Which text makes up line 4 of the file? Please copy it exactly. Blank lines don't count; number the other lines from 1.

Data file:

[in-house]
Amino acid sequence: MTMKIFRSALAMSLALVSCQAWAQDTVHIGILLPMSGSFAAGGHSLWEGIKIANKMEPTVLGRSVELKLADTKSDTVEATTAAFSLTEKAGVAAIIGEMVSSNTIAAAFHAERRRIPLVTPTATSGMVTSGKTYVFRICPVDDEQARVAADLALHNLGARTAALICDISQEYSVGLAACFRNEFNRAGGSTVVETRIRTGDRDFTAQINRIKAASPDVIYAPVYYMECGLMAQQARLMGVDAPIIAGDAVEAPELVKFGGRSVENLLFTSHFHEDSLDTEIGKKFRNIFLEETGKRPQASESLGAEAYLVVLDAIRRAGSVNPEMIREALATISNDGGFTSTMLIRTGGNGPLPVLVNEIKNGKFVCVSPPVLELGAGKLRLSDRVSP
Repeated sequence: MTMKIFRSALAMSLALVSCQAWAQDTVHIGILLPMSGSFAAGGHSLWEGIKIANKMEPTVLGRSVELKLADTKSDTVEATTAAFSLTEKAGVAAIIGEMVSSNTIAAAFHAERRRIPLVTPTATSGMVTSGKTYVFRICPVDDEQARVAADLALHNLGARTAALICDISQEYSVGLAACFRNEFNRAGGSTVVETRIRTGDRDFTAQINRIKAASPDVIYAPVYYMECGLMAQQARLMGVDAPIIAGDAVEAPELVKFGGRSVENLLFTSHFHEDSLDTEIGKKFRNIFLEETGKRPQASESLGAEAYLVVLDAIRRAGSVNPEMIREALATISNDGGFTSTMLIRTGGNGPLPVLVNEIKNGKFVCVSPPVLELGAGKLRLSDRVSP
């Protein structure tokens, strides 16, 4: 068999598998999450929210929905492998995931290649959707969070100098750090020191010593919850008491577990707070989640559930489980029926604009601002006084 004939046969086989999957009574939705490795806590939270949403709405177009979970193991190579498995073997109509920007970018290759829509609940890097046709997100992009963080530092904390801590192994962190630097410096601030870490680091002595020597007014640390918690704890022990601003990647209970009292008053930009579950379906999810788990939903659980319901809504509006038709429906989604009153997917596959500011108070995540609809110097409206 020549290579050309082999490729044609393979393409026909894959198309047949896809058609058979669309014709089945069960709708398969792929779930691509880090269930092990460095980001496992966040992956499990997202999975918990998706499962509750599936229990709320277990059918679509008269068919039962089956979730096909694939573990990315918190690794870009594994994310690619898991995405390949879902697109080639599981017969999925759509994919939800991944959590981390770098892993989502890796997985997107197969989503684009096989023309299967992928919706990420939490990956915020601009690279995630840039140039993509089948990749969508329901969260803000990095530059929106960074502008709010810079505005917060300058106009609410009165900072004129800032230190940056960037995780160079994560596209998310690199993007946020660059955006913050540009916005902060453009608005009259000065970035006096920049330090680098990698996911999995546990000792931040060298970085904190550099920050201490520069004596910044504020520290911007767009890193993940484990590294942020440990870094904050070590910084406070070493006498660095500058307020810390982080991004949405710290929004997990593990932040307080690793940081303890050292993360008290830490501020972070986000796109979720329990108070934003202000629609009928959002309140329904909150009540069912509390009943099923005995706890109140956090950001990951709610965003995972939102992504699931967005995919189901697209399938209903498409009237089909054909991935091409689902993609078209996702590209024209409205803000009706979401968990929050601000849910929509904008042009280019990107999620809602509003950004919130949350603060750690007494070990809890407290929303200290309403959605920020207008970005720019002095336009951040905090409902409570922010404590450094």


């Protein structure tokens, strides 16, 4: 068999598998999450929210929905492998995931290649959707969070100098750090020191010593919850008491577990707070989640559930489980029926604009601002006084 004939046969086989999957009574939705490795806590939270949403709405177009979970193991190579498995073997109509920007970018290759829509609940890097046709997100992009963080530092904390801590192994962190630097410096601030870490680091002595020597007014640390918690704890022990601003990647209970009292008053930009579950379906999810788990939903659980319901809504509006038709429906989604009153997917596959500011108070995540609809110097409206 020549290579050309082999490729044609393979393409026909894959198309047949896809058609058979669309014709089945069960709708398969792929779930691509880090269930092990460095980001496992966040992956499990997202999975918990998706499962509750599936229990709320277990059918679509008269068919039962089956979730096909694939573990990315918190690794870009594994994310690619898991995405390949879902697109080639599981017969999925759509994919939800991944959590981390770098892993989502890796997985997107197969989503684009096989023309299967992928919706990420939490990956915020601009690279995630840039140039993509089948990749969508329901969260803000990095530059929106960074502008709010810079505005917060300058106009609410009165900072004129800032230190940056960037995780160079994560596209998310690199993007946020660059955006913050540009916005902060453009608005009259000065970035006096920049330090680098990698996911999995546990000792931040060298970085904190550099920050201490520069004596910044504020520290911007767009890193993940484990590294942020440990870094904050070590910084406070070493006498660095500058307020810390982080991004949405710290929004997990593990932040307080690793940081303890050292993360008290830490501020972070986000796109979720329990108070934003202000629609009928959002309140329904909150009540069912509390009943099923005995706890109140956090950001990951709610965003995972939102992504699931967005995919189901697209399938209903498409009237089909054909991935091409689902993609078209996702590209024209409205803000009706979401968990929050601000849910929509904008042009280019990107999620809602509003950004919130949350603060750690007494070990809890407290929303200290309403959605920020207008970005720019002095336009951040905090409902409570922010404590450094």